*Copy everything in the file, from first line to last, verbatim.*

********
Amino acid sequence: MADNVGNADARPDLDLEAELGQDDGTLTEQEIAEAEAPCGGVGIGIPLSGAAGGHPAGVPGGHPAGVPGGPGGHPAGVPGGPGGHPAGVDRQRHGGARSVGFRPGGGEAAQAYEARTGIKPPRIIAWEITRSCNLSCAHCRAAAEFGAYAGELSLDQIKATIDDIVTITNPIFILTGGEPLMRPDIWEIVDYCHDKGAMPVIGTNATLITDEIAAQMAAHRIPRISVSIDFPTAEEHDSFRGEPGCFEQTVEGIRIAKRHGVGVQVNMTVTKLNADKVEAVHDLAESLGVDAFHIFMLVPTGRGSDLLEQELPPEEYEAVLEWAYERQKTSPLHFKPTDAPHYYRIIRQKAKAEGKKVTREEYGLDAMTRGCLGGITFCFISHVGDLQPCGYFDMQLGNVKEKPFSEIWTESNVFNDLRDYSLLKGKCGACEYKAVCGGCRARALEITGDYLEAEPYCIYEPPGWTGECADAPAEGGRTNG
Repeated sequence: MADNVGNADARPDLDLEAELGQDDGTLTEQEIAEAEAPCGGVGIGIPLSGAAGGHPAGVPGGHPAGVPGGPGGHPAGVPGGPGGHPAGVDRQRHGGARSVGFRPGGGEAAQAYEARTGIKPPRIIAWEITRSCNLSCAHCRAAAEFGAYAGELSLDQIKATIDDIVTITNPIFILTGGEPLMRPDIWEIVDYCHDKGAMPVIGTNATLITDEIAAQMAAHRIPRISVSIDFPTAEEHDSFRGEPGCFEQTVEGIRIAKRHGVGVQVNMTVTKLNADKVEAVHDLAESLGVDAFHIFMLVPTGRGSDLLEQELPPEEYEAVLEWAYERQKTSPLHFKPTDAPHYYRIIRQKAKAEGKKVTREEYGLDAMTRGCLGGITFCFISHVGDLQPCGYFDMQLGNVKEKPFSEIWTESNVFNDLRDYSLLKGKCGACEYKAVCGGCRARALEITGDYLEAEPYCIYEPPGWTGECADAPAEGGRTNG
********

Amino acid sequence: MADNVGNADARPDLDLEAELGQDDGTLTEQEIAEAEAPCGGVGIGIPLSGAAGGHPAGVPGGHPAGVPGGPGGHPAGVPGGPGGHPAGVDRQRHGGARSVGFRPGGGEAAQAYEARTGIKPPRIIAWEITRSCNLSCAHCRAAAEFGAYAGELSLDQIKATIDDIVTITNPIFILTGGEPLMRPDIWEIVDYCHDKGAMPVIGTNATLITDEIAAQMAAHRIPRISVSIDFPTAEEHDSFRGEPGCFEQTVEGIRIAKRHGVGVQVNMTVTKLNADKVEAVHDLAESLGVDAFHIFMLVPTGRGSDLLEQELPPEEYEAVLEWAYERQKTSPLHFKPTDAPHYYRIIRQKAKAEGKKVTREEYGLDAMTRGCLGGITFCFISHVGDLQPCGYFDMQLGNVKEKPFSEIWTESNVFNDLRDYSLLKGKCGACEYKAVCGGCRARALEITGDYLEAEPYCIYEPPGWTGECADAPAEGGRTNG
Repeated sequence: MADNVGNADARPDLDLEAELGQDDGTLTEQEIAEAEAPCGGVGIGIPLSGAAGGHPAGVPGGHPAGVPGGPGGHPAGVPGGPGGHPAGVDRQRHGGARSVGFRPGGGEAAQAYEARTGIKPPRIIAWEITRSCNLSCAHCRAAAEFGAYAGELSLDQIKATIDDIVTITNPIFILTGGEPLMRPDIWEIVDYCHDKGAMPVIGTNATLITDEIAAQMAAHRIPRISVSIDFPTAEEHDSFRGEPGCFEQTVEGIRIAKRHGVGVQVNMTVTKLNADKVEAVHDLAESLGVDAFHIFMLVPTGRGSDLLEQELPPEEYEAVLEWAYERQKTSPLHFKPTDAPHYYRIIRQKAKAEGKKVTREEYGLDAMTRGCLGGITFCFISHVGDLQPCGYFDMQLGNVKEKPFSEIWTESNVFNDLRDYSLLKGKCGACEYKAVCGGCRARALEITGDYLEAEPYCIYEPPGWTGECADAPAEGGRTNG